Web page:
Victoria Jelinek

Tell No One (Ne Le Dis A Personne)

The police re-open the investigation into the murder of Dr. Beck’s wife eight years earlier and new evidence puts him under suspicion. He must prove his innocence at the same time that he’s corresponding with a mysterious emailer who implies his wife is still alive, and also fending off dodgy killers.

Based on Harlan Coben’s bestselling book, the film is instantly engaging and suspenseful as it twists-and-turns throughout. You share in our hero’s grief even as you’re perpetually expecting his wife to reappear. And you feel dread as he evades cops who think he’s guilty as well as some scary criminals.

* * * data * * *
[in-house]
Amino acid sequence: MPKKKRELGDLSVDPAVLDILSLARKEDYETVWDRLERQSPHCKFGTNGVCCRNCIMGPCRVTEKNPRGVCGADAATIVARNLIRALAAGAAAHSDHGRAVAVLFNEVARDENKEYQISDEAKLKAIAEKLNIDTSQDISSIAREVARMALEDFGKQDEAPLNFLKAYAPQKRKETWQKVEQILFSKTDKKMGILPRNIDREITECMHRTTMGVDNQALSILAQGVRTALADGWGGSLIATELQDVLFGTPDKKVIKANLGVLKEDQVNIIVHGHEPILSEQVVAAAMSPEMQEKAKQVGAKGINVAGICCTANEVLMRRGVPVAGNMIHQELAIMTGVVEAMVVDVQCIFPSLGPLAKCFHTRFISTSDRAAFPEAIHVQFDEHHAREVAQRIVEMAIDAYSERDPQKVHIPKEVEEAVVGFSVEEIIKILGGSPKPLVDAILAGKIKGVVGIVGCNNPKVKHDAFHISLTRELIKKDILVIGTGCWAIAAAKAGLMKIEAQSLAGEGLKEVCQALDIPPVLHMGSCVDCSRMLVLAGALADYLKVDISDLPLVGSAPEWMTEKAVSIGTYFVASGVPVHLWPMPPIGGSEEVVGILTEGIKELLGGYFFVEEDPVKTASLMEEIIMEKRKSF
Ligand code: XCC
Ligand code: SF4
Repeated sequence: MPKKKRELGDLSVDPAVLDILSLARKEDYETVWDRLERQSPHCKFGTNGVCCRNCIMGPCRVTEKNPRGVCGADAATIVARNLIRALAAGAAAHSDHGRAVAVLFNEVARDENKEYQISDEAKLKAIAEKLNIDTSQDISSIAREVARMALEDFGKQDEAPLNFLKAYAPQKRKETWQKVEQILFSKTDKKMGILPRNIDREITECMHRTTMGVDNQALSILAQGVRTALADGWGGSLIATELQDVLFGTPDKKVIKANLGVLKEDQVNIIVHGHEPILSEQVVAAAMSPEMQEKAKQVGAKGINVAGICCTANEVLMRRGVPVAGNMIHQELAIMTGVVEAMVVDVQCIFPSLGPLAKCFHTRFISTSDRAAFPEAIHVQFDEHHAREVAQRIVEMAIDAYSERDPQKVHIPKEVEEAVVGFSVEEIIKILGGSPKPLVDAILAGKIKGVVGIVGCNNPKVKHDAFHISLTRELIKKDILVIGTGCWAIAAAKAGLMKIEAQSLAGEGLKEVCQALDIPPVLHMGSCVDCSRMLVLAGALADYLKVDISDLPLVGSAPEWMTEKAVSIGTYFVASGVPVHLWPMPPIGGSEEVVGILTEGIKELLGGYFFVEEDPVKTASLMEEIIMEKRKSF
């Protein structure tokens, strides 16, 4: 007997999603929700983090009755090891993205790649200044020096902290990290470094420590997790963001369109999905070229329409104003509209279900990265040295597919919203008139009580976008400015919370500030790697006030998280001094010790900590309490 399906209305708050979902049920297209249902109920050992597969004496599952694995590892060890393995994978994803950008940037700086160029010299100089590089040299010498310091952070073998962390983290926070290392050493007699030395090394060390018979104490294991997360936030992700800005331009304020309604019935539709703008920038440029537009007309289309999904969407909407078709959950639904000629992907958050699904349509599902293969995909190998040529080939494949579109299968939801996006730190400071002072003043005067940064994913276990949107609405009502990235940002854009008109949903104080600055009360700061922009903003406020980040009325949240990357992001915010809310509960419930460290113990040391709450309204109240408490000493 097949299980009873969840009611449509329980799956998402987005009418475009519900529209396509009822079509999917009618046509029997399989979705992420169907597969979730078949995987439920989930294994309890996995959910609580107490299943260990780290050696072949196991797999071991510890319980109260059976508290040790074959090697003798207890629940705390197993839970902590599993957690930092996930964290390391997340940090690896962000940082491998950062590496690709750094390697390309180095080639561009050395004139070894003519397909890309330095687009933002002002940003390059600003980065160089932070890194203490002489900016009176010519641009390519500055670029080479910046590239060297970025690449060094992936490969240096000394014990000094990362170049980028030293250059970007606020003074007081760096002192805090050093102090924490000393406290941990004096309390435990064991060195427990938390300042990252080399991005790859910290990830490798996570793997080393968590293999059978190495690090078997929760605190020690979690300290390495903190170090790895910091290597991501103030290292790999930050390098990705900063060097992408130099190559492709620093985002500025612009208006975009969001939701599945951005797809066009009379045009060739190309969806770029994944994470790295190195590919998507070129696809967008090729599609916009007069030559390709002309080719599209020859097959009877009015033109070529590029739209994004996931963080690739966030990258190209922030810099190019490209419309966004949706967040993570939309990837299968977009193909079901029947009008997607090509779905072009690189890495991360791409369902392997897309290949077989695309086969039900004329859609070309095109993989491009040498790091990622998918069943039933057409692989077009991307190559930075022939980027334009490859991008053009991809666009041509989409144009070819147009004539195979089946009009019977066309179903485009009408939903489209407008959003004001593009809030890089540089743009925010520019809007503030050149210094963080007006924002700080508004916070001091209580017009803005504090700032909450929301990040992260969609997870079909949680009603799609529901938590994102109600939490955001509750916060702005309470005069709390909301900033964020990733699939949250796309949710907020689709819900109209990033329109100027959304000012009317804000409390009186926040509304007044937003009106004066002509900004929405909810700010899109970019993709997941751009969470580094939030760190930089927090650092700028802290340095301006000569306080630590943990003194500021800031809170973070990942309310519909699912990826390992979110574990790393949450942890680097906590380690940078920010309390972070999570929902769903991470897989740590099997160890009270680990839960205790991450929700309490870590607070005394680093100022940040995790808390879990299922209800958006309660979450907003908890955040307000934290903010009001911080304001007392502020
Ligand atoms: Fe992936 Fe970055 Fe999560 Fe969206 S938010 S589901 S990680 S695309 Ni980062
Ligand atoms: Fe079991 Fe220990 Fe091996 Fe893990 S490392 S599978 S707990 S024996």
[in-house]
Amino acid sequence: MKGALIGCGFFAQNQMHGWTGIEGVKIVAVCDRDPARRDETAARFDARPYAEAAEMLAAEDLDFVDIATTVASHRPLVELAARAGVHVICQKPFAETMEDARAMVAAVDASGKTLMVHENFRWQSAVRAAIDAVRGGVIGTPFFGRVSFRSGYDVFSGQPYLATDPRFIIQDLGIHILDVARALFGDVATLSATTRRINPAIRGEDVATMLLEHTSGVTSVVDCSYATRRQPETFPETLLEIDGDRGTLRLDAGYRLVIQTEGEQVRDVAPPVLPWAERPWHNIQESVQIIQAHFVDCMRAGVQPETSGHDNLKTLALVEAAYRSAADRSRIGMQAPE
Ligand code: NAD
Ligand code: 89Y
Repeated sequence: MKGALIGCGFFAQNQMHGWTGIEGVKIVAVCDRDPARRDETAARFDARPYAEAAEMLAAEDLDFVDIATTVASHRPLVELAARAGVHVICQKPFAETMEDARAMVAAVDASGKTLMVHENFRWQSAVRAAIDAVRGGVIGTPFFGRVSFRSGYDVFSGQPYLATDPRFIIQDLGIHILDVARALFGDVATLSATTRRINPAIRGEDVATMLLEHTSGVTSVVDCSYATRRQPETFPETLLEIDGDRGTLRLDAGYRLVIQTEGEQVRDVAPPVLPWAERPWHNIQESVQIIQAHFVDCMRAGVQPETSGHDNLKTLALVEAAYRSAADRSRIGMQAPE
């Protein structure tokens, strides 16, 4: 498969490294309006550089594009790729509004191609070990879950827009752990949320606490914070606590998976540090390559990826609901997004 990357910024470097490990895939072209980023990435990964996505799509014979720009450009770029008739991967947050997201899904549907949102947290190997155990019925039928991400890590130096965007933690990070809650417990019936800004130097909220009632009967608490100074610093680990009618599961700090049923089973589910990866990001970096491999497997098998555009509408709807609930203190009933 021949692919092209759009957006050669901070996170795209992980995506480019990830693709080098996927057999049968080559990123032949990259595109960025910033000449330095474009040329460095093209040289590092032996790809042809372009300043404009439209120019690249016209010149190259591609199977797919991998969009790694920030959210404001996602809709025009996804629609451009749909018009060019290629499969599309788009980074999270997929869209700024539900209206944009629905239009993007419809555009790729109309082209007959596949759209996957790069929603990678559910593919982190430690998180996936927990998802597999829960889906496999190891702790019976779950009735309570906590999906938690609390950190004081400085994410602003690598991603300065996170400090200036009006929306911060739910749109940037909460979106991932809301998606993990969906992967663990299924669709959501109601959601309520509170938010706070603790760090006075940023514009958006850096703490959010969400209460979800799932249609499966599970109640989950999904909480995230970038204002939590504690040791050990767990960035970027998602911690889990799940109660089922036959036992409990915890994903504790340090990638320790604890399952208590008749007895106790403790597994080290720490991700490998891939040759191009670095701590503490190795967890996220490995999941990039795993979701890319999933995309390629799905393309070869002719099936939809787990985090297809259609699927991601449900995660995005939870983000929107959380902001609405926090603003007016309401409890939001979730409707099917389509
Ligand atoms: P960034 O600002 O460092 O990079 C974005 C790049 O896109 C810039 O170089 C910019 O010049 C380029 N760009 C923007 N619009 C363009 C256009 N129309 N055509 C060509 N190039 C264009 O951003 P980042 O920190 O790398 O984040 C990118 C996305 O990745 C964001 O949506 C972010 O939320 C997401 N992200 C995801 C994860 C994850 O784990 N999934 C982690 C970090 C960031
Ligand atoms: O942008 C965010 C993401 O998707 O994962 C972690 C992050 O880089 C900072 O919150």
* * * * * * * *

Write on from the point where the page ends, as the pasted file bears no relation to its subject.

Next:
Francois Cluzet (Dr. Beck) is great as the everyman under pressure. The entire cast is good, which is evidence of a capable director (Guillaume Canet), and Kristin Scott Thomas sexily shows off her French. Eccentric character touches – the unlikely source of help, the OCD cop, the best friend, and the strange female killer – give the film a sense of humour and humanity.

While the book takes place in the USA, and the soundtrack includes Jeff Buckley and U2, the film is very French in its setting, talent, aesthetic, and the subtext that money corrupts. This is an absolutely gripping thriller.


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